beta

You're viewing our new website - find out more

Publication - Guidance

Children's hearings training resource manual: volume 1

Published: 26 Apr 2013

Volume 1 contains the Children's Hearings (Scotland) Act 2011 and new rules regarding legislation and procedures.

515 page PDF

2.9 MB

515 page PDF

2.9 MB

Contents
Children's hearings training resource manual: volume 1
Appendix 4 Scottish Children's Reporter Administration (SCRA): Papers for Children

515 page PDF

2.9 MB

Appendix 4 Scottish Children's Reporter Administration ( SCRA): Papers for Children

New powers come into place in terms of the provision of papers (or otherwise) for children on 24 June 2013.

Rule 18 of The Children's Hearings (Scotland) Act 2011 (Rules of Procedure in Children's Hearings) Rules 2013 provides the following:-

Notification and provision of information to a young child

18.-(1) This rule applies where, under the Act or these Rules, the Reporter must-

(a) notify a child of the date, time and place of a children's hearing or pre-hearing panel to be held in relation to that child or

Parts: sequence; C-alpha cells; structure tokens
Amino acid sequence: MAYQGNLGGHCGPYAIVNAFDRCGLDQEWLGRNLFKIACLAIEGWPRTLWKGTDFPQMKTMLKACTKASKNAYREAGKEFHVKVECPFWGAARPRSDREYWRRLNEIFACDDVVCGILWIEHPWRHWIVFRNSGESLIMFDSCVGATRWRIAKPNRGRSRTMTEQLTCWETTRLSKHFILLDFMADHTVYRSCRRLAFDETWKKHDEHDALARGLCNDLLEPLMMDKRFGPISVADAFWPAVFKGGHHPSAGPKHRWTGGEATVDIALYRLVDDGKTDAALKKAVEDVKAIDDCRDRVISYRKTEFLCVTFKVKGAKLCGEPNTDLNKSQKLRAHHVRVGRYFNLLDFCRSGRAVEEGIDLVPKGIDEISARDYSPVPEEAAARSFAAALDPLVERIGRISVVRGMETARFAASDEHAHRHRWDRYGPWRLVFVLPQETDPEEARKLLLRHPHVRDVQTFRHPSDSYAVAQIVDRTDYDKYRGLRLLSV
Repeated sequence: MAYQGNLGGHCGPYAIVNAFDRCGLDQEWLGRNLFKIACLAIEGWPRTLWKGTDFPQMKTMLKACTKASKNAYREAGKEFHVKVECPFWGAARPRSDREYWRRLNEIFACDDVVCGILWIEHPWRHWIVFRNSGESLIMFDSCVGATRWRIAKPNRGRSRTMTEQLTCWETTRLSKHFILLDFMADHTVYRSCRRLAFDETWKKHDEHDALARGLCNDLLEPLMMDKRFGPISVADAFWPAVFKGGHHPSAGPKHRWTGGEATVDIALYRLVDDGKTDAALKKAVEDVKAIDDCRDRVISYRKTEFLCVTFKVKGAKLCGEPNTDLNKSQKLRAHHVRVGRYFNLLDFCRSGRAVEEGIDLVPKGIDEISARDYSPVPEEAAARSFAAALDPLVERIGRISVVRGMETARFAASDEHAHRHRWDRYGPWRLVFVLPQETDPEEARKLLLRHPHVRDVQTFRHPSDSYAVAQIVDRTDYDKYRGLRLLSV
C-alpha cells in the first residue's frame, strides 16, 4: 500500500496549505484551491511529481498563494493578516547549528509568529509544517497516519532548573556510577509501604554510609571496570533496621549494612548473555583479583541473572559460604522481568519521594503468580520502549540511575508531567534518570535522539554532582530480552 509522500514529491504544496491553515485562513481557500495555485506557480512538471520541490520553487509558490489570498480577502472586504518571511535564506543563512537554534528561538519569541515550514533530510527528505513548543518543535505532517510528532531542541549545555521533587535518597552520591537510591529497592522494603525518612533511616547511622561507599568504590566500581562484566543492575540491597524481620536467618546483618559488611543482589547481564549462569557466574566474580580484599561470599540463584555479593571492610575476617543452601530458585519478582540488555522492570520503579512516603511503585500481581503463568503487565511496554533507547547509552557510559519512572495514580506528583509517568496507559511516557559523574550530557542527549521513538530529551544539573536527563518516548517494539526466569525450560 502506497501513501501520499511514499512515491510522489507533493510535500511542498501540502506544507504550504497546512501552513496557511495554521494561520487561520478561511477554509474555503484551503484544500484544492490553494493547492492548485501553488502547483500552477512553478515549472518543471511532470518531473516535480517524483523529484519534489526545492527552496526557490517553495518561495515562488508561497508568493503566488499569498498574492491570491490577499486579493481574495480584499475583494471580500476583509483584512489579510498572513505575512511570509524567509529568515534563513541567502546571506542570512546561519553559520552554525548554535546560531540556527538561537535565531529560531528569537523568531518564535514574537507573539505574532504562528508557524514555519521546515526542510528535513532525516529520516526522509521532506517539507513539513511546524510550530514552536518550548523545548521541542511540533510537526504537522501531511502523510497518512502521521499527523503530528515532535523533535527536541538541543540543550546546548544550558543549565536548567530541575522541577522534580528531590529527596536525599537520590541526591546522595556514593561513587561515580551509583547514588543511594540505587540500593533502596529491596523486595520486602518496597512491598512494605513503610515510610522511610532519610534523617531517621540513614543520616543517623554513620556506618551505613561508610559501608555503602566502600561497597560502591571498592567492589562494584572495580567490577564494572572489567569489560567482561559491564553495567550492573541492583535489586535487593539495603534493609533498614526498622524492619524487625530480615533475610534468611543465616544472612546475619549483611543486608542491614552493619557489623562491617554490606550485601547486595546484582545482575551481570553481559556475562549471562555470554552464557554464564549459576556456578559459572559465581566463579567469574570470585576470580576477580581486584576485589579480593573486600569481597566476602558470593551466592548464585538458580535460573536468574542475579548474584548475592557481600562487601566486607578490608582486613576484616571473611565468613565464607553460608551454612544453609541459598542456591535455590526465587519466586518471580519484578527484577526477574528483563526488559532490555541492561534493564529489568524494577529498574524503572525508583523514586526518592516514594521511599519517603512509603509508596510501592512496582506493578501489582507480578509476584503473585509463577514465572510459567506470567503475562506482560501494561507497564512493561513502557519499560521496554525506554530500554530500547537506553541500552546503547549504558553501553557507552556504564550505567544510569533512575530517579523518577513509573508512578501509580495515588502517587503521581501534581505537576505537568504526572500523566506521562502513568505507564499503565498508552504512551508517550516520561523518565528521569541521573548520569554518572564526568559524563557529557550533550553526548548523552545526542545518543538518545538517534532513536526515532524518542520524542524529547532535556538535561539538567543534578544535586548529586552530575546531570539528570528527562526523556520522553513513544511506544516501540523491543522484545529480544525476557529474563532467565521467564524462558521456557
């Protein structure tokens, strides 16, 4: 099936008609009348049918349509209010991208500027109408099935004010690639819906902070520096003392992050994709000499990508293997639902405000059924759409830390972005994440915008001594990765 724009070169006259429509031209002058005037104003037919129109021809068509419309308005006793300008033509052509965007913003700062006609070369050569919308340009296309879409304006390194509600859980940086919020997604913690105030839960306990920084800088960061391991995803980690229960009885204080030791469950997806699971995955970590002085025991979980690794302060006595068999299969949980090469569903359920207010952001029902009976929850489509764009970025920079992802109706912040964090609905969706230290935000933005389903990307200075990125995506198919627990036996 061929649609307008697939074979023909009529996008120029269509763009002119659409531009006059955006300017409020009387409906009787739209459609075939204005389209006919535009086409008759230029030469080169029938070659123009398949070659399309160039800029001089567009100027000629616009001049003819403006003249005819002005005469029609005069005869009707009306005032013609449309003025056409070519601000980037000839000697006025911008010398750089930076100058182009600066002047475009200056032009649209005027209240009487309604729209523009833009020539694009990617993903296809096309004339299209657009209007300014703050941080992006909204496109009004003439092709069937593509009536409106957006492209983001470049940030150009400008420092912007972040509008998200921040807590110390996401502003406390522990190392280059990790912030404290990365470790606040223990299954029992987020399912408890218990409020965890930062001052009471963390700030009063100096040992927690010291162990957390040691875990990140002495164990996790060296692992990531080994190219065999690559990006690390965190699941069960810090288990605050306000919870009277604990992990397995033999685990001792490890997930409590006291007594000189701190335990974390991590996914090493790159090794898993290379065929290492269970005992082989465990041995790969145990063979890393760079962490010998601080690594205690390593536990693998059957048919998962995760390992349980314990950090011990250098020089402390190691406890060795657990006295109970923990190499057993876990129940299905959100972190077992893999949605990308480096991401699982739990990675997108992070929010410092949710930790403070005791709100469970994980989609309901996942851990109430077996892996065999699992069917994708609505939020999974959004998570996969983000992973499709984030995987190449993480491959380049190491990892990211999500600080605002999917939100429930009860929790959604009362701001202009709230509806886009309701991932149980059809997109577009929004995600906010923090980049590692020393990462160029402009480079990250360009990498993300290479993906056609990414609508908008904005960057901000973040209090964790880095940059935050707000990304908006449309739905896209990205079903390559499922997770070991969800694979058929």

(b) provide a child with any information, confirmation, report or any document in relation to a children's hearing or pre-hearing panel.

(2) The Reporter need not notify the child or provide the information, confirmation, report or other document where taking account of the child's age and maturity, the child would not be capable of understanding the notification, information, confirmation, report or other document.

This means the Reporter has a discretionary power in terms of

  • Notification of the children's hearing to the child
  • Providing the child with paperwork in relation to the hearing

This discretionary power is based on the age and maturity of the child and the child's ability to understand the information.

This in practice may mean that a child gets all the information, some of the information or no information. For example a child might be able to understand the notification to attend a children's hearing but not the actual hearing papers.

Additionally, if a child is able to understand information relative to their hearing and would in the normal course of events receive information, documents or reports from the reporter about their hearing, that information may still be subject to a non-disclosure request if it is likely to cause significant harm to the child. For more information about non-disclosure see Section 9 of the Legislation and Procedure manual.

Further details about how this will be dealt with in practice by reporters will be available at a later date.


Contact